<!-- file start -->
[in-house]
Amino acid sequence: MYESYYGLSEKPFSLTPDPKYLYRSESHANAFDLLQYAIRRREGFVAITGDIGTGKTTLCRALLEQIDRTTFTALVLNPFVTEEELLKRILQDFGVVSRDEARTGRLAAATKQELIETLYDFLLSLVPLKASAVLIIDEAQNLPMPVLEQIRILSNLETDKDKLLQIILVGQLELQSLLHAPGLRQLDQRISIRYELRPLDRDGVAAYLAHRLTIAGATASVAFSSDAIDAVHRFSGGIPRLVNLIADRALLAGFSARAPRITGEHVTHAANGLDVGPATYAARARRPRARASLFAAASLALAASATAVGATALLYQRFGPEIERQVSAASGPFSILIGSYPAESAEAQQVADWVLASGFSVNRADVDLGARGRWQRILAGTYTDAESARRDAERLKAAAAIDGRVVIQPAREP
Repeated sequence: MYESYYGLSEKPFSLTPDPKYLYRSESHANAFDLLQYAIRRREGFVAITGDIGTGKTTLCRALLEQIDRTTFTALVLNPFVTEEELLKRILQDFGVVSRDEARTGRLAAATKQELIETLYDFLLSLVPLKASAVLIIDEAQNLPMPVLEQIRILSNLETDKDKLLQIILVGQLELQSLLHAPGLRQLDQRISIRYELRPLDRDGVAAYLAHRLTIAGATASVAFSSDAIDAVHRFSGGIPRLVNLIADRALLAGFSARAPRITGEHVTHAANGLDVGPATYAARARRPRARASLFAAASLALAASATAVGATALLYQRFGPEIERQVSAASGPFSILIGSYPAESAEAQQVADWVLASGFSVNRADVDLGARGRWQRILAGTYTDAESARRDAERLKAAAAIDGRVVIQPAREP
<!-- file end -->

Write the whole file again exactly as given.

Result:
[in-house]
Amino acid sequence: MYESYYGLSEKPFSLTPDPKYLYRSESHANAFDLLQYAIRRREGFVAITGDIGTGKTTLCRALLEQIDRTTFTALVLNPFVTEEELLKRILQDFGVVSRDEARTGRLAAATKQELIETLYDFLLSLVPLKASAVLIIDEAQNLPMPVLEQIRILSNLETDKDKLLQIILVGQLELQSLLHAPGLRQLDQRISIRYELRPLDRDGVAAYLAHRLTIAGATASVAFSSDAIDAVHRFSGGIPRLVNLIADRALLAGFSARAPRITGEHVTHAANGLDVGPATYAARARRPRARASLFAAASLALAASATAVGATALLYQRFGPEIERQVSAASGPFSILIGSYPAESAEAQQVADWVLASGFSVNRADVDLGARGRWQRILAGTYTDAESARRDAERLKAAAAIDGRVVIQPAREP
Repeated sequence: MYESYYGLSEKPFSLTPDPKYLYRSESHANAFDLLQYAIRRREGFVAITGDIGTGKTTLCRALLEQIDRTTFTALVLNPFVTEEELLKRILQDFGVVSRDEARTGRLAAATKQELIETLYDFLLSLVPLKASAVLIIDEAQNLPMPVLEQIRILSNLETDKDKLLQIILVGQLELQSLLHAPGLRQLDQRISIRYELRPLDRDGVAAYLAHRLTIAGATASVAFSSDAIDAVHRFSGGIPRLVNLIADRALLAGFSARAPRITGEHVTHAANGLDVGPATYAARARRPRARASLFAAASLALAASATAVGATALLYQRFGPEIERQVSAASGPFSILIGSYPAESAEAQQVADWVLASGFSVNRADVDLGARGRWQRILAGTYTDAESARRDAERLKAAAAIDGRVVIQPAREP